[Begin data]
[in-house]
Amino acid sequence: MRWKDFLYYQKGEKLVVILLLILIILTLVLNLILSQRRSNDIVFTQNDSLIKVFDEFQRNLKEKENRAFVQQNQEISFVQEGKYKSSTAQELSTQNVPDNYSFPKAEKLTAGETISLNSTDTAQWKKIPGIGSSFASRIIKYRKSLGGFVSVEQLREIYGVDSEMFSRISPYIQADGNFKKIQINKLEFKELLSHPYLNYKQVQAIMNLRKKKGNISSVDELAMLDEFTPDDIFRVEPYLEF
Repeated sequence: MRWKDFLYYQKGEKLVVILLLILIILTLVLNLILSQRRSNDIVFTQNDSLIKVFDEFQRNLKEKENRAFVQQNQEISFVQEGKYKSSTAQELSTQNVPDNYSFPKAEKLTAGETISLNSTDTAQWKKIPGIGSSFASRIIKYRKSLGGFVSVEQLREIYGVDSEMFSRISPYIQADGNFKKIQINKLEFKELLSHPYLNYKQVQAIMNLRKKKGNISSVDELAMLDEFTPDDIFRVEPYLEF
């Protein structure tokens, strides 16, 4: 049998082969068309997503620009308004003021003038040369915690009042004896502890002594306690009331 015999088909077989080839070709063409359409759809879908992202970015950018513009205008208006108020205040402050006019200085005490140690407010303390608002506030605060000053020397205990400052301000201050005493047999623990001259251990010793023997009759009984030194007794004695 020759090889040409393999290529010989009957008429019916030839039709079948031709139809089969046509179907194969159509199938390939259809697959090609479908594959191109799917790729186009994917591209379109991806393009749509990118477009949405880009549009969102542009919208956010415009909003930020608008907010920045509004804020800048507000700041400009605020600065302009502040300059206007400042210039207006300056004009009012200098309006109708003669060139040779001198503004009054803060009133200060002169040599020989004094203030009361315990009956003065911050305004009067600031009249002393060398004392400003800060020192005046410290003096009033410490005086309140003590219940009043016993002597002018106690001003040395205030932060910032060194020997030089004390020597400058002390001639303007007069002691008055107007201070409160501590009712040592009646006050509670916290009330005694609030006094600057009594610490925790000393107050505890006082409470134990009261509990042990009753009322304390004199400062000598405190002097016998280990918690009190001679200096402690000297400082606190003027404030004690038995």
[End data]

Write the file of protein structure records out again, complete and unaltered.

[in-house]
Amino acid sequence: MRWKDFLYYQKGEKLVVILLLILIILTLVLNLILSQRRSNDIVFTQNDSLIKVFDEFQRNLKEKENRAFVQQNQEISFVQEGKYKSSTAQELSTQNVPDNYSFPKAEKLTAGETISLNSTDTAQWKKIPGIGSSFASRIIKYRKSLGGFVSVEQLREIYGVDSEMFSRISPYIQADGNFKKIQINKLEFKELLSHPYLNYKQVQAIMNLRKKKGNISSVDELAMLDEFTPDDIFRVEPYLEF
Repeated sequence: MRWKDFLYYQKGEKLVVILLLILIILTLVLNLILSQRRSNDIVFTQNDSLIKVFDEFQRNLKEKENRAFVQQNQEISFVQEGKYKSSTAQELSTQNVPDNYSFPKAEKLTAGETISLNSTDTAQWKKIPGIGSSFASRIIKYRKSLGGFVSVEQLREIYGVDSEMFSRISPYIQADGNFKKIQINKLEFKELLSHPYLNYKQVQAIMNLRKKKGNISSVDELAMLDEFTPDDIFRVEPYLEF
């Protein structure tokens, strides 16, 4: 049998082969068309997503620009308004003021003038040369915690009042004896502890002594306690009331 015999088909077989080839070709063409359409759809879908992202970015950018513009205008208006108020205040402050006019200085005490140690407010303390608002506030605060000053020397205990400052301000201050005493047999623990001259251990010793023997009759009984030194007794004695 020759090889040409393999290529010989009957008429019916030839039709079948031709139809089969046509179907194969159509199938390939259809697959090609479908594959191109799917790729186009994917591209379109991806393009749509990118477009949405880009549009969102542009919208956010415009909003930020608008907010920045509004804020800048507000700041400009605020600065302009502040300059206007400042210039207006300056004009009012200098309006109708003669060139040779001198503004009054803060009133200060002169040599020989004094203030009361315990009956003065911050305004009067600031009249002393060398004392400003800060020192005046410290003096009033410490005086309140003590219940009043016993002597002018106690001003040395205030932060910032060194020997030089004390020597400058002390001639303007007069002691008055107007201070409160501590009712040592009646006050509670916290009330005694609030006094600057009594610490925790000393107050505890006082409470134990009261509990042990009753009322304390004199400062000598405190002097016998280990918690009190001679200096402690000297400082606190003027404030004690038995």